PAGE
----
You spell out the fact that the role of MRS will be to identify genuine victims and refer them to “local support services in NSW” There are no appropriate specialised services to support male victims in NSW – which is why the announcement of this pilot programme was greeted with such acclaim by many concerned about the plight of these victims. Given that men are regularly turned away from domestic violence services in this state where will these men be referred for help?
Response: As announced on Monday 7 November 2016, male victims of domestic and family violence will receive dedicated support, through NSW Government’s record investment of $13.3 million over four years to support men and boys to access support. Under Safer Pathways, male victims will receive initial contact by the male Local Coordination Point (previously Victims Services NSW and now MRS) after Police have attended an incident in which the male is identified as the primary victim. MRS will conduct a safety assessment and connect men with appropriate support services through referrals (such as homelessness assistance or suicide intervention). Men who have asked for additional or ongoing support will then receive case management from a local support service in their geographical area. The intention of this record investment in the safety of men and boys experiencing domestic or family violence is that local support services will be funded to provide specialist case management to male victims. The tender process is not yet finalised, however the details of these specialist support organisations will be available once the tender process is finished. Until such time as the local support services are engaged, Victims Services NSW continues to perform the case coordination role for male victims under Safer Pathway.
Having promoted this new service as providing support for male victims, the government has now awarded this tender to an organisation whose primary goal will be to weed out perpetrators from alleged victims and then simply refer on those found somehow to be victims to non-existent services. Wouldn’t you agree that this new allocation of resources actually does nothing to actually support male victims?
Response:The primary role of the Men’s Referral Service is to provide risk assessment, using the Domestic Violence Safety Assessment Tool (also used by the Police) and crisis referrals to men and boys experiencing domestic or family violence in NSW. In keeping with evidence that domestic violence is a gendered-crime, it is important that whilst providing the highest level of victim-focussed trauma-informed support to male victims, services operating in this field must hold an understanding of how and when to respond if it is identified that a client is a predominant aggressor. This function is secondary to the primary role of supporting male victims by carrying out a comprehensive risk assessment and connecting clients with specialist support service.Victims Services is in the process of engaging local support services in 46 locations across the state as referral points for male victims. These local support services will provide localised holistic support to male victims who are referred by MRS.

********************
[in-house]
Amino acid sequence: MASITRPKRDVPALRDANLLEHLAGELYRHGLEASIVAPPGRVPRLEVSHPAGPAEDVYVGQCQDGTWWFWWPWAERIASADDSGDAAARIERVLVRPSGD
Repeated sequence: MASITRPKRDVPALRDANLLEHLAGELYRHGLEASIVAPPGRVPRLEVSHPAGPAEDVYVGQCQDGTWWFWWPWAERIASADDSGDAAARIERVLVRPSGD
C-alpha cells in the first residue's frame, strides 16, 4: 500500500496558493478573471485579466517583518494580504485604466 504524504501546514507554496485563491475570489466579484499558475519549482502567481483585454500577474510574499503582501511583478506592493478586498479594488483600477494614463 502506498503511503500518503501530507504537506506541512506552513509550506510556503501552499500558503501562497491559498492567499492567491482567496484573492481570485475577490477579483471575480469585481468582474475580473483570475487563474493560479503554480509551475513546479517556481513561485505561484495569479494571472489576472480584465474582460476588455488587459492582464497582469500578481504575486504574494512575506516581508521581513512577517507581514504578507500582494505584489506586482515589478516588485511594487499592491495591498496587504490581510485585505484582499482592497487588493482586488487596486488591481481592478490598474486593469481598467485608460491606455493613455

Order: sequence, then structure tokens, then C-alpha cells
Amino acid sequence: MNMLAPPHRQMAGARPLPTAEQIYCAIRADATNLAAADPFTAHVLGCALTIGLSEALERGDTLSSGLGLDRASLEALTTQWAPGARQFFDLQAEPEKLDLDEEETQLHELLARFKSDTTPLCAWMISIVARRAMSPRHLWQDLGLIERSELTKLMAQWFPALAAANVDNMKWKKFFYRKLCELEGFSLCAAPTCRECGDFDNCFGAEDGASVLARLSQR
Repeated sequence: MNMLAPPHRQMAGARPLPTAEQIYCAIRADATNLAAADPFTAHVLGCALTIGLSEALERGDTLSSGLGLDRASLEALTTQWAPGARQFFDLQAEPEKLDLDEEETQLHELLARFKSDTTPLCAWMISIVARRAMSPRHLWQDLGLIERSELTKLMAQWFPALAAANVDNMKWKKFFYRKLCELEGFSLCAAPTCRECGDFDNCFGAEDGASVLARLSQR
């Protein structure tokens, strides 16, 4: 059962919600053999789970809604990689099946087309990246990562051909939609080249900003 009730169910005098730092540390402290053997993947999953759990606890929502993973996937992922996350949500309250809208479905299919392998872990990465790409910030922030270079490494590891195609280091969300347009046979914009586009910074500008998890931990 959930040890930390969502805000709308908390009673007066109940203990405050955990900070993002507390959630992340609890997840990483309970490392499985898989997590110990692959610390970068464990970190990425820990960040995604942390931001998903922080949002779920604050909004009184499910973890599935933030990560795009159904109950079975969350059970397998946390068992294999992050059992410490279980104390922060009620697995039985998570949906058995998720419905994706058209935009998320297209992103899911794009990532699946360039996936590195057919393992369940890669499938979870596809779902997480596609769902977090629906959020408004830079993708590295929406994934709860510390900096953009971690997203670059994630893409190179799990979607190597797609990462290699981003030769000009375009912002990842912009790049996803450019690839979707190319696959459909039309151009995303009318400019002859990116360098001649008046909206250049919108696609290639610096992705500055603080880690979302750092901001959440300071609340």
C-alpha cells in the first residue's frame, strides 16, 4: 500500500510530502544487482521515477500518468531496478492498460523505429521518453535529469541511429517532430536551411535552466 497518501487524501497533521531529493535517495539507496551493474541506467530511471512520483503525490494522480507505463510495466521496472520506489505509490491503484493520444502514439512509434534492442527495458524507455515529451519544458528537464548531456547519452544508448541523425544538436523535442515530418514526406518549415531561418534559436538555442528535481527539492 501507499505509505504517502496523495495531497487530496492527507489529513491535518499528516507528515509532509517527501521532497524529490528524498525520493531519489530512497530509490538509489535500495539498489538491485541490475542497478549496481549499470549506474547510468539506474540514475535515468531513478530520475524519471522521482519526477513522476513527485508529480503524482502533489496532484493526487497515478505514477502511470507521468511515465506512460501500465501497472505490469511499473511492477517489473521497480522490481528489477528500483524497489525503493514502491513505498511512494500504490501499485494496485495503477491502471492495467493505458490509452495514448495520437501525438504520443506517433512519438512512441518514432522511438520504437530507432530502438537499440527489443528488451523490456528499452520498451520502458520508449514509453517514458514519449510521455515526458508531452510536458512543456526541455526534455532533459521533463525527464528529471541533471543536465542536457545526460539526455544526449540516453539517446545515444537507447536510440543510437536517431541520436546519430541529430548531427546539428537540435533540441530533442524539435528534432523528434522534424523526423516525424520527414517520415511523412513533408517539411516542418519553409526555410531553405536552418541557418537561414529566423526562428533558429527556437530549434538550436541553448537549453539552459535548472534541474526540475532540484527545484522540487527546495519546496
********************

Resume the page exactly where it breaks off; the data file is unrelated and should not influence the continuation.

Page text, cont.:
I assume Victims Services or some other government-sponsored organisation must have conducted similar research to determine the proportion of alleged female victims who are actually perpetrators. Could you please alert me to this research? If this research has not be done, may I ask why not? I assume when female victims contact support services for help they must be also I put through a screening process to determine whether they are perpetrators. Could you please supply details of how this process is conducted with female victims? If this screening process applies only to male victims I would like to see how discriminatory process is justified by the government – please provide an explanation.